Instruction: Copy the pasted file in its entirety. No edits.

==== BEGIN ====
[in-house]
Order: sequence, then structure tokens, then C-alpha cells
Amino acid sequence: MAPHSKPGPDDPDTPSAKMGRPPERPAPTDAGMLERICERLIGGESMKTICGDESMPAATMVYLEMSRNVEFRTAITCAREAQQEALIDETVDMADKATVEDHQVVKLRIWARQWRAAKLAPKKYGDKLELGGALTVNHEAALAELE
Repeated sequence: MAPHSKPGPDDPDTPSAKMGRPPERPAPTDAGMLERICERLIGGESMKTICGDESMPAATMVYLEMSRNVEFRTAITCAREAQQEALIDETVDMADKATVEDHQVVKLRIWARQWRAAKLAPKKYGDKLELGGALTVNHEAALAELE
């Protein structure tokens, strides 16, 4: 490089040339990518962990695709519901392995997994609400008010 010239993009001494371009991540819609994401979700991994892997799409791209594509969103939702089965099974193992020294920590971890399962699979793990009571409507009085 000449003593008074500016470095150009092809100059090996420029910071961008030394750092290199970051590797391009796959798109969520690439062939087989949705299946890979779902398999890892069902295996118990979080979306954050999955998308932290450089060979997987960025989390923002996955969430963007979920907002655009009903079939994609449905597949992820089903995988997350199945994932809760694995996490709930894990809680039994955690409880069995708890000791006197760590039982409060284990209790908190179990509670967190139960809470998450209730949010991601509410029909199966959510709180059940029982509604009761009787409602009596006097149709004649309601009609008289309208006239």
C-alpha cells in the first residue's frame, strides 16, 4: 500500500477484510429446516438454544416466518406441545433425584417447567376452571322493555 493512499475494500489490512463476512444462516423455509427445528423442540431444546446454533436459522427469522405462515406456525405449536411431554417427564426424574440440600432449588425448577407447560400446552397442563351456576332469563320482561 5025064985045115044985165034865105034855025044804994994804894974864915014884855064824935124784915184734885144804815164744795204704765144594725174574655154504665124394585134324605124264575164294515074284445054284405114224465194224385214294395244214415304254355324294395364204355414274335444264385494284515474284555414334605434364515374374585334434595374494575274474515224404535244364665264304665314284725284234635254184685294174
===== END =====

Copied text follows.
[in-house]
Order: sequence, then structure tokens, then C-alpha cells
Amino acid sequence: MAPHSKPGPDDPDTPSAKMGRPPERPAPTDAGMLERICERLIGGESMKTICGDESMPAATMVYLEMSRNVEFRTAITCAREAQQEALIDETVDMADKATVEDHQVVKLRIWARQWRAAKLAPKKYGDKLELGGALTVNHEAALAELE
Repeated sequence: MAPHSKPGPDDPDTPSAKMGRPPERPAPTDAGMLERICERLIGGESMKTICGDESMPAATMVYLEMSRNVEFRTAITCAREAQQEALIDETVDMADKATVEDHQVVKLRIWARQWRAAKLAPKKYGDKLELGGALTVNHEAALAELE
């Protein structure tokens, strides 16, 4: 490089040339990518962990695709519901392995997994609400008010 010239993009001494371009991540819609994401979700991994892997799409791209594509969103939702089965099974193992020294920590971890399962699979793990009571409507009085 000449003593008074500016470095150009092809100059090996420029910071961008030394750092290199970051590797391009796959798109969520690439062939087989949705299946890979779902398999890892069902295996118990979080979306954050999955998308932290450089060979997987960025989390923002996955969430963007979920907002655009009903079939994609449905597949992820089903995988997350199945994932809760694995996490709930894990809680039994955690409880069995708890000791006197760590039982409060284990209790908190179990509670967190139960809470998450209730949010991601509410029909199966959510709180059940029982509604009761009787409602009596006097149709004649309601009609008289309208006239």
C-alpha cells in the first residue's frame, strides 16, 4: 500500500477484510429446516438454544416466518406441545433425584417447567376452571322493555 493512499475494500489490512463476512444462516423455509427445528423442540431444546446454533436459522427469522405462515406456525405449536411431554417427564426424574440440600432449588425448577407447560400446552397442563351456576332469563320482561 5025064985045115044985165034865105034855025044804994994804894974864915014884855064824935124784915184734885144804815164744795204704765144594725174574655154504665124394585134324605124264575164294515074284445054284405114224465194224385214294395244214415304254355324294395364204355414274335444264385494284515474284555414334605434364515374374585334434595374494575274474515224404535244364665264304665314284725284234635254184685294174